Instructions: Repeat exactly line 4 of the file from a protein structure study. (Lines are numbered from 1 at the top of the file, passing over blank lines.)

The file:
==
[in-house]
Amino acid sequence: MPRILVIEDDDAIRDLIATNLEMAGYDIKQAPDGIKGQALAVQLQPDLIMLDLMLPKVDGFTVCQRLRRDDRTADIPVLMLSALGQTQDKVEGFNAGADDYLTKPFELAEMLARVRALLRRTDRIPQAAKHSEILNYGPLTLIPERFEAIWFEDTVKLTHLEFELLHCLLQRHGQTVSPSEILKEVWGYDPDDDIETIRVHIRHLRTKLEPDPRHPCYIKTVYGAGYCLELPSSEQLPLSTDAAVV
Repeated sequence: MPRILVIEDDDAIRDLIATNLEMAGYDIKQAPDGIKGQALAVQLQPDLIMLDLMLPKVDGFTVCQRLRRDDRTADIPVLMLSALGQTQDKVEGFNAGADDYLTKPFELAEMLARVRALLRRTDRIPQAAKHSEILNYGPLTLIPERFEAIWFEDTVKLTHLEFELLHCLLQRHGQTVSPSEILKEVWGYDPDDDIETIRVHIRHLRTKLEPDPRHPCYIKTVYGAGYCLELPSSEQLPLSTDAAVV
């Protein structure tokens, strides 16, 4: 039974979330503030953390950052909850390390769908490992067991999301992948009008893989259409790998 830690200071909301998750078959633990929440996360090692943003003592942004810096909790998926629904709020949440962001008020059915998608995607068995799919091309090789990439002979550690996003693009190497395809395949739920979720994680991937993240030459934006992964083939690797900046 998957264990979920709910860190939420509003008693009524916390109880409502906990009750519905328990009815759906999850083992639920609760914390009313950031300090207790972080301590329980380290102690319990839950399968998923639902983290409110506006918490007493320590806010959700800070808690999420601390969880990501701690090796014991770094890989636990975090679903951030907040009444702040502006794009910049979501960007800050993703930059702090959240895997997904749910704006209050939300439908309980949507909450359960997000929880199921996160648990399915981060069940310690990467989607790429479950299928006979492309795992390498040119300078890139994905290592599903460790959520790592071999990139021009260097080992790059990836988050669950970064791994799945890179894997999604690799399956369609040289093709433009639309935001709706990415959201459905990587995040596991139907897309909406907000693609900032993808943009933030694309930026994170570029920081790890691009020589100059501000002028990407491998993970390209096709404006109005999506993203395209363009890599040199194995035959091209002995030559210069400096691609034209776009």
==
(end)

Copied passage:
């Protein structure tokens, strides 16, 4: 039974979330503030953390950052909850390390769908490992067991999301992948009008893989259409790998 830690200071909301998750078959633990929440996360090692943003003592942004810096909790998926629904709020949440962001008020059915998608995607068995799919091309090789990439002979550690996003693009190497395809395949739920979720994680991937993240030459934006992964083939690797900046 998957264990979920709910860190939420509003008693009524916390109880409502906990009750519905328990009815759906999850083992639920609760914390009313950031300090207790972080301590329980380290102690319990839950399968998923639902983290409110506006918490007493320590806010959700800070808690999420601390969880990501701690090796014991770094890989636990975090679903951030907040009444702040502006794009910049979501960007800050993703930059702090959240895997997904749910704006209050939300439908309980949507909450359960997000929880199921996160648990399915981060069940310690990467989607790429479950299928006979492309795992390498040119300078890139994905290592599903460790959520790592071999990139021009260097080992790059990836988050669950970064791994799945890179894997999604690799399956369609040289093709433009639309935001709706990415959201459905990587995040596991139907897309909406907000693609900032993808943009933030694309930026994170570029920081790890691009020589100059501000002028990407491998993970390209096709404006109005999506993203395209363009890599040199194995035959091209002995030559210069400096691609034209776009």